TOPEKA – A federal appeals court this week struck down federal limits on how much can be charged for inmate calling services for in-state prisoner phone calls, Kansas Attorney General Derek Schmidt said.

The U.S. Court of Appeals for the District of Columbia Circuit agreed with Kansas and eight other states that the Federal Communications Commission (FCC) does not have authority to cap the cost of prison and jail phone calls within states. In a lawsuit filed in 2016, the state plaintiffs challenged the Obama administration’s attempt to cap the amount that local jails and state prisons may charge to prisoners for phone calls even when the cost of providing the calling service exceeds the amount that can be recovered from the prisoner or prisoner’s family.

“This case was one of our remaining challenges to overreaching federal regulations implemented during the Obama administration,” Schmidt said. “The Court affirmed our view that the federal government lacked this authority to regulate the states. Under our federal system, not all power resides in Washington.”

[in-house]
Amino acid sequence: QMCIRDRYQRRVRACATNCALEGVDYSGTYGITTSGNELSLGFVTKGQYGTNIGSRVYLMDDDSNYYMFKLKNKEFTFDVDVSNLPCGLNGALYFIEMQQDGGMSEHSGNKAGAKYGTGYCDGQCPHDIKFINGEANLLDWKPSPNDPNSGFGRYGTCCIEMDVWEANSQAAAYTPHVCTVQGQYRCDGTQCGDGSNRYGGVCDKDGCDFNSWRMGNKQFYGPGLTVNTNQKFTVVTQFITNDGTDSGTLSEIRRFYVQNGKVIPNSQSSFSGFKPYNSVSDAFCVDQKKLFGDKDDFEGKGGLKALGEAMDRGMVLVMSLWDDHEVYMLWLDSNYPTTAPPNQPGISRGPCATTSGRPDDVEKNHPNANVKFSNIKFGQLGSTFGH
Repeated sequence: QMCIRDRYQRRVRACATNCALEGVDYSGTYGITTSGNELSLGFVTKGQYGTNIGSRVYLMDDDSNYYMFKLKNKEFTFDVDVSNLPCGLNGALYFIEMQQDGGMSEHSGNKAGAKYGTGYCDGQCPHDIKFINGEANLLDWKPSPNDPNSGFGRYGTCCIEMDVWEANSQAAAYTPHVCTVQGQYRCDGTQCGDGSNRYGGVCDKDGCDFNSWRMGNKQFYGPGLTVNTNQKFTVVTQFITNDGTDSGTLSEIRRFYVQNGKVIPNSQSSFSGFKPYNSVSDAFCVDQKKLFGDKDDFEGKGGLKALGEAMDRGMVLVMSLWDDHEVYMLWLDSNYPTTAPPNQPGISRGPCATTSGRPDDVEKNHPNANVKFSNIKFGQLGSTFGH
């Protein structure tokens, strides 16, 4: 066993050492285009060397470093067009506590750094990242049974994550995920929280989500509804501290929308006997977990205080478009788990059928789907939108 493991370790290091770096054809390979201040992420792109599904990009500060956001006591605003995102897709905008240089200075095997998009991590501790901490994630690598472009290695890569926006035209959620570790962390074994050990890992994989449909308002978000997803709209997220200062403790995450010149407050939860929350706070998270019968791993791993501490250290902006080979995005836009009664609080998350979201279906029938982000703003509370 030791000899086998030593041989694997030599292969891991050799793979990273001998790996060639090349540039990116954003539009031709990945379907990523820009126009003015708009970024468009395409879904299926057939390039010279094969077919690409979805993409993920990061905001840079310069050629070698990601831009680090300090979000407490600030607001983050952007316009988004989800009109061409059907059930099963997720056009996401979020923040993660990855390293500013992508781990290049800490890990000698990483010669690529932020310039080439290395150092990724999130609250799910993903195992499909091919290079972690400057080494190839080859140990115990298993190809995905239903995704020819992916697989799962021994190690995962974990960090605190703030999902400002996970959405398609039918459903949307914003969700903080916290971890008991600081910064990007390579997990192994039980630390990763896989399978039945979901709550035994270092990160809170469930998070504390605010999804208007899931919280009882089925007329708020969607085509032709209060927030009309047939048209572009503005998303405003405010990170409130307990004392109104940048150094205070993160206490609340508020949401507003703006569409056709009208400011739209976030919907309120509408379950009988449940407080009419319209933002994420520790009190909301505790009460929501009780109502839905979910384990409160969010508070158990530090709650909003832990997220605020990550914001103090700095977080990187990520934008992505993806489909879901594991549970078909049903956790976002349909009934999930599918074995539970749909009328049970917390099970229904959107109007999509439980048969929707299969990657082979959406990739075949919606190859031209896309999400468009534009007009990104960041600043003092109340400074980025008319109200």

The FCC regulation effectively required state taxpayers to subsidize inmate phone calls by regulating the price of calls that could be charged to inmates housed within the states. Implementation of the regulation was preliminarily blocked by the Court of Appeals for the District of Columbia Circuit in March 2016. The D.C. Circuit Court heard oral argument in February and entered its ruling this week.

The FCC’s caps on interstate prisoner phone calls – calls that cross state lines – still stands, but this week’s ruling means that telecommunications companies, or state prisons and local jails, are free to set rates or charge for intrastate calls as long as they comply with state regulations.

The case is Global Tel*Link v. FCC, in the United States Court of Appeals for the D.C. Circuit, Case No.15-1461.

A copy of the ruling by the D.C. Court of Appeals can be found at http://bit.ly/2tqrCS5.